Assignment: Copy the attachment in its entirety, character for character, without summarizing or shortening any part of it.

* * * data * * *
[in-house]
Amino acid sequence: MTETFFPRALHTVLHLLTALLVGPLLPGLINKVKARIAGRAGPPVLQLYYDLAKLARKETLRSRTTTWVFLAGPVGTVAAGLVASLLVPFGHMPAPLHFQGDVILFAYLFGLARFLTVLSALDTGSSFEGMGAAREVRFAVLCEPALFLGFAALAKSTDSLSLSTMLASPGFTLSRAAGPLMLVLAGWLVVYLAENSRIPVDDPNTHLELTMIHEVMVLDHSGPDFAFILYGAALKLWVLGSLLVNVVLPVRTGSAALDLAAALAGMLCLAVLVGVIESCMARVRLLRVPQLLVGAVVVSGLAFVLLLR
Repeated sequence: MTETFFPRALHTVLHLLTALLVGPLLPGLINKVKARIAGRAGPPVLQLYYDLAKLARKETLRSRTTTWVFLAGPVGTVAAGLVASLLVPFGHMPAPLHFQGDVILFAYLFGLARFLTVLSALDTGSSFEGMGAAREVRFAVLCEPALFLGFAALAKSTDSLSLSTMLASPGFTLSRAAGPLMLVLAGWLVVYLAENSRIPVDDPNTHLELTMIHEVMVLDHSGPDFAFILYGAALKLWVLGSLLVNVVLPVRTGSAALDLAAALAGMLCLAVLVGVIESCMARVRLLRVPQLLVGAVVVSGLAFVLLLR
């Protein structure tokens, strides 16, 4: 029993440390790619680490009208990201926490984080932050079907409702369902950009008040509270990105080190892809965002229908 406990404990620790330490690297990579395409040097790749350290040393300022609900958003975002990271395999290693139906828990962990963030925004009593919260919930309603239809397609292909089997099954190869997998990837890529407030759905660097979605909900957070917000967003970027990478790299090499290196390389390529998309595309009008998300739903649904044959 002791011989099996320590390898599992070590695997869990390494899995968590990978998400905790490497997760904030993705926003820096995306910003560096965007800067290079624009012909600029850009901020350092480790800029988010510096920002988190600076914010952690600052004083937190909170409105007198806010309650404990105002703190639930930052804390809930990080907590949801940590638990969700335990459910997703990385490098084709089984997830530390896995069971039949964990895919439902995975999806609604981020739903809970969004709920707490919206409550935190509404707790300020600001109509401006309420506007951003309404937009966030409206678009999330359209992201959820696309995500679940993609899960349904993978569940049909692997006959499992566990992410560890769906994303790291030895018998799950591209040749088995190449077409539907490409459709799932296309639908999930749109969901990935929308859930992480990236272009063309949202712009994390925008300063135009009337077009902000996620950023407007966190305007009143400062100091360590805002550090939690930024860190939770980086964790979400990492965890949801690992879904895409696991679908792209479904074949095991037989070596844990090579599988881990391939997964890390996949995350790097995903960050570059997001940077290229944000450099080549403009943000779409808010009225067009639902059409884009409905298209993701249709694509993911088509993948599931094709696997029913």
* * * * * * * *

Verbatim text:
[in-house]
Amino acid sequence: MTETFFPRALHTVLHLLTALLVGPLLPGLINKVKARIAGRAGPPVLQLYYDLAKLARKETLRSRTTTWVFLAGPVGTVAAGLVASLLVPFGHMPAPLHFQGDVILFAYLFGLARFLTVLSALDTGSSFEGMGAAREVRFAVLCEPALFLGFAALAKSTDSLSLSTMLASPGFTLSRAAGPLMLVLAGWLVVYLAENSRIPVDDPNTHLELTMIHEVMVLDHSGPDFAFILYGAALKLWVLGSLLVNVVLPVRTGSAALDLAAALAGMLCLAVLVGVIESCMARVRLLRVPQLLVGAVVVSGLAFVLLLR
Repeated sequence: MTETFFPRALHTVLHLLTALLVGPLLPGLINKVKARIAGRAGPPVLQLYYDLAKLARKETLRSRTTTWVFLAGPVGTVAAGLVASLLVPFGHMPAPLHFQGDVILFAYLFGLARFLTVLSALDTGSSFEGMGAAREVRFAVLCEPALFLGFAALAKSTDSLSLSTMLASPGFTLSRAAGPLMLVLAGWLVVYLAENSRIPVDDPNTHLELTMIHEVMVLDHSGPDFAFILYGAALKLWVLGSLLVNVVLPVRTGSAALDLAAALAGMLCLAVLVGVIESCMARVRLLRVPQLLVGAVVVSGLAFVLLLR
């Protein structure tokens, strides 16, 4: 029993440390790619680490009208990201926490984080932050079907409702369902950009008040509270990105080190892809965002229908 406990404990620790330490690297990579395409040097790749350290040393300022609900958003975002990271395999290693139906828990962990963030925004009593919260919930309603239809397609292909089997099954190869997998990837890529407030759905660097979605909900957070917000967003970027990478790299090499290196390389390529998309595309009008998300739903649904044959 002791011989099996320590390898599992070590695997869990390494899995968590990978998400905790490497997760904030993705926003820096995306910003560096965007800067290079624009012909600029850009901020350092480790800029988010510096920002988190600076914010952690600052004083937190909170409105007198806010309650404990105002703190639930930052804390809930990080907590949801940590638990969700335990459910997703990385490098084709089984997830530390896995069971039949964990895919439902995975999806609604981020739903809970969004709920707490919206409550935190509404707790300020600001109509401006309420506007951003309404937009966030409206678009999330359209992201959820696309995500679940993609899960349904993978569940049909692997006959499992566990992410560890769906994303790291030895018998799950591209040749088995190449077409539907490409459709799932296309639908999930749109969901990935929308859930992480990236272009063309949202712009994390925008300063135009009337077009902000996620950023407007966190305007009143400062100091360590805002550090939690930024860190939770980086964790979400990492965890949801690992879904895409696991679908792209479904074949095991037989070596844990090579599988881990391939997964890390996949995350790097995903960050570059997001940077290229944000450099080549403009943000779409808010009225067009639902059409884009409905298209993701249709694509993911088509993948599931094709696997029913």